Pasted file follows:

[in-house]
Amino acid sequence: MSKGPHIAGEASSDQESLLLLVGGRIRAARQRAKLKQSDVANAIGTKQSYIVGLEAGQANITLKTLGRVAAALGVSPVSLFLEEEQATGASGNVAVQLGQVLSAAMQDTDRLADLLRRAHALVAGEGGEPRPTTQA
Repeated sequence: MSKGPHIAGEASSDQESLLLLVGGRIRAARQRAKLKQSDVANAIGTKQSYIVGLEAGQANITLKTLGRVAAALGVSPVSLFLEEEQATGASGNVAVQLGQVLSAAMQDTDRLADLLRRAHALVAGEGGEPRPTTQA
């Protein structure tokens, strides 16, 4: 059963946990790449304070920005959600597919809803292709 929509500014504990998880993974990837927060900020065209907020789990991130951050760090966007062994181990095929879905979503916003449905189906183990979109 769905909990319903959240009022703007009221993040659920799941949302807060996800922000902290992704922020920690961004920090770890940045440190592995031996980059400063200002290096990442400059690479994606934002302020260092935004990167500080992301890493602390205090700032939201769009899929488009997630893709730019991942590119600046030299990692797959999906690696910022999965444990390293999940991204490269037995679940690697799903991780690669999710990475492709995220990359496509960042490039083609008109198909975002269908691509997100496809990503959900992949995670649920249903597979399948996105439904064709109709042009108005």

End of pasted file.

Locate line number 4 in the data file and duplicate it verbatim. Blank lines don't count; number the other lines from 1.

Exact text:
């Protein structure tokens, strides 16, 4: 059963946990790449304070920005959600597919809803292709 929509500014504990998880993974990837927060900020065209907020789990991130951050760090966007062994181990095929879905979503916003449905189906183990979109 769905909990319903959240009022703007009221993040659920799941949302807060996800922000902290992704922020920690961004920090770890940045440190592995031996980059400063200002290096990442400059690479994606934002302020260092935004990167500080992301890493602390205090700032939201769009899929488009997630893709730019991942590119600046030299990692797959999906690696910022999965444990390293999940991204490269037995679940690697799903991780690669999710990475492709995220990359496509960042490039083609008109198909975002269908691509997100496809990503959900992949995670649920249903597979399948996105439904064709109709042009108005």